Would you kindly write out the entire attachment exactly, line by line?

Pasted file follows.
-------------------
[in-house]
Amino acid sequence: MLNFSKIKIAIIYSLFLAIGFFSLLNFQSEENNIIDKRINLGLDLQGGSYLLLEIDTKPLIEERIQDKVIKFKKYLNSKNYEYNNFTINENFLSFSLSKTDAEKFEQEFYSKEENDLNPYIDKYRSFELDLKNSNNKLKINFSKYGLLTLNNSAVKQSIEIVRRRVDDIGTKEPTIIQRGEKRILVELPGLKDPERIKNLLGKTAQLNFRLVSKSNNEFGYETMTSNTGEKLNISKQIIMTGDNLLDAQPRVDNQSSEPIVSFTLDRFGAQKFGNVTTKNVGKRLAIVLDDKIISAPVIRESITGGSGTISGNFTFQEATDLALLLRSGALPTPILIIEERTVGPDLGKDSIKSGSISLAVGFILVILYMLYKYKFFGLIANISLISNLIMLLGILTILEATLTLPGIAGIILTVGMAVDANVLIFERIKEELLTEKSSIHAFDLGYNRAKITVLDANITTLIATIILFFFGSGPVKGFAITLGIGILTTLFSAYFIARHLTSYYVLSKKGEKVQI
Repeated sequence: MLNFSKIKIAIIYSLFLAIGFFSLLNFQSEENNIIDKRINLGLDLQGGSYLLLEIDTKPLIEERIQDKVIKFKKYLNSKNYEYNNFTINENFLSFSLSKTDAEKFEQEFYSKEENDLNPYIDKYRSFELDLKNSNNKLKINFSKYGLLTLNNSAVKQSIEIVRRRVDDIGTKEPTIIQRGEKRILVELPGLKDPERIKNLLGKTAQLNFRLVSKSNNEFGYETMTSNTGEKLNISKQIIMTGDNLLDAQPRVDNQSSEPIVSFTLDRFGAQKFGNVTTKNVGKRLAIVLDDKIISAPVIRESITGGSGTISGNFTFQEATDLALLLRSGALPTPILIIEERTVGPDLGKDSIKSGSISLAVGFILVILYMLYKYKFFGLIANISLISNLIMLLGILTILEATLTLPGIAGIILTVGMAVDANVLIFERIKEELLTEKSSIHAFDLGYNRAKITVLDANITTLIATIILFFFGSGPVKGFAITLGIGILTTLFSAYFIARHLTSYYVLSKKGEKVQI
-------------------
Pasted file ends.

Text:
[in-house]
Amino acid sequence: MLNFSKIKIAIIYSLFLAIGFFSLLNFQSEENNIIDKRINLGLDLQGGSYLLLEIDTKPLIEERIQDKVIKFKKYLNSKNYEYNNFTINENFLSFSLSKTDAEKFEQEFYSKEENDLNPYIDKYRSFELDLKNSNNKLKINFSKYGLLTLNNSAVKQSIEIVRRRVDDIGTKEPTIIQRGEKRILVELPGLKDPERIKNLLGKTAQLNFRLVSKSNNEFGYETMTSNTGEKLNISKQIIMTGDNLLDAQPRVDNQSSEPIVSFTLDRFGAQKFGNVTTKNVGKRLAIVLDDKIISAPVIRESITGGSGTISGNFTFQEATDLALLLRSGALPTPILIIEERTVGPDLGKDSIKSGSISLAVGFILVILYMLYKYKFFGLIANISLISNLIMLLGILTILEATLTLPGIAGIILTVGMAVDANVLIFERIKEELLTEKSSIHAFDLGYNRAKITVLDANITTLIATIILFFFGSGPVKGFAITLGIGILTTLFSAYFIARHLTSYYVLSKKGEKVQI
Repeated sequence: MLNFSKIKIAIIYSLFLAIGFFSLLNFQSEENNIIDKRINLGLDLQGGSYLLLEIDTKPLIEERIQDKVIKFKKYLNSKNYEYNNFTINENFLSFSLSKTDAEKFEQEFYSKEENDLNPYIDKYRSFELDLKNSNNKLKINFSKYGLLTLNNSAVKQSIEIVRRRVDDIGTKEPTIIQRGEKRILVELPGLKDPERIKNLLGKTAQLNFRLVSKSNNEFGYETMTSNTGEKLNISKQIIMTGDNLLDAQPRVDNQSSEPIVSFTLDRFGAQKFGNVTTKNVGKRLAIVLDDKIISAPVIRESITGGSGTISGNFTFQEATDLALLLRSGALPTPILIIEERTVGPDLGKDSIKSGSISLAVGFILVILYMLYKYKFFGLIANISLISNLIMLLGILTILEATLTLPGIAGIILTVGMAVDANVLIFERIKEELLTEKSSIHAFDLGYNRAKITVLDANITTLIATIILFFFGSGPVKGFAITLGIGILTTLFSAYFIARHLTSYYVLSKKGEKVQI